Mystery score

Mystery score

Friday, March 28, 2014

Tell Us What You Really Think, Mark!

Boulezian takes down John Adams's Shaker Loops, in a review worthy of A Lexicon of Musical Invective.

I know a fair amount of Adams, but can't remember whether I've heard Shaker Loops or not; will check the CDs I own later today. I can imagine that Adams might not sound as good as he can be in the company of Carter and Birtwistle; the compositional goals and techniques are too different. Regardless, go read that review, which had me laughing out loud at a bus stop before 8 a.m. this morning.

(Regular readers know that I'm a fan of Adams and adore some of his music. Still!)

2 comments:

Michael Strickland said...

Don't know "Shaker Loops"? I'm ashamed for you. It was Adams' first piece where he really found his voice through his own version of minimalism, and it's immensely popular, and is played just about everywhere all the time. In fact, I'm tired of it after one too many listenings, and would love to hear live performances instead of Fearful Symmetries or Grand Pianola Music or John's Alleged Book of Dances or Harmonium.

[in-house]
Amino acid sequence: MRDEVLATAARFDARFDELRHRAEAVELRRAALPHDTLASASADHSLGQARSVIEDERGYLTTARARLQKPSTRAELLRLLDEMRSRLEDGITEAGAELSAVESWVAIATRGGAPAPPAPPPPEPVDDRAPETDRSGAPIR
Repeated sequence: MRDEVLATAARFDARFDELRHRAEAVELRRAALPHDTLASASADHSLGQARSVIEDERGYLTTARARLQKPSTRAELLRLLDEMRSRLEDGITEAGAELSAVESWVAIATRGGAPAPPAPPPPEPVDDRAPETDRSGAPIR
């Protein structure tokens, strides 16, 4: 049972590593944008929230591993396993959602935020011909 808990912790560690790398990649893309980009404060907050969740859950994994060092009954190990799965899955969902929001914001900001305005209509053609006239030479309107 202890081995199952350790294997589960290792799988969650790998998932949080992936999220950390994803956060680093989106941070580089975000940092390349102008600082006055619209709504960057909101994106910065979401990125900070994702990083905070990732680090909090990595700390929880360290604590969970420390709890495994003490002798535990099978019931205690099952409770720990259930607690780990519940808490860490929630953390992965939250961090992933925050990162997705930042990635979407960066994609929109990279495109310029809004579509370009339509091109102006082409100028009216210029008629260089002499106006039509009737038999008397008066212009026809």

As for the concert your friend Mark was reviewing, the programming sounded like a weird joke, with Elliott Carter and Harrison Birtwistle sandwiching "Shaker Loops." The mirror equivalent would be having a program of Glass, Reich, and early Adams sandwiching a late era Eliott Carter String Quartet. Think of how weird that would sound, although it might be interesting out of sheer perversity.

Lisa Hirsch said...

Haha, yeah, I agree that the programming was eccentric!

I don't have Shaker Loops on record and have never heard it live.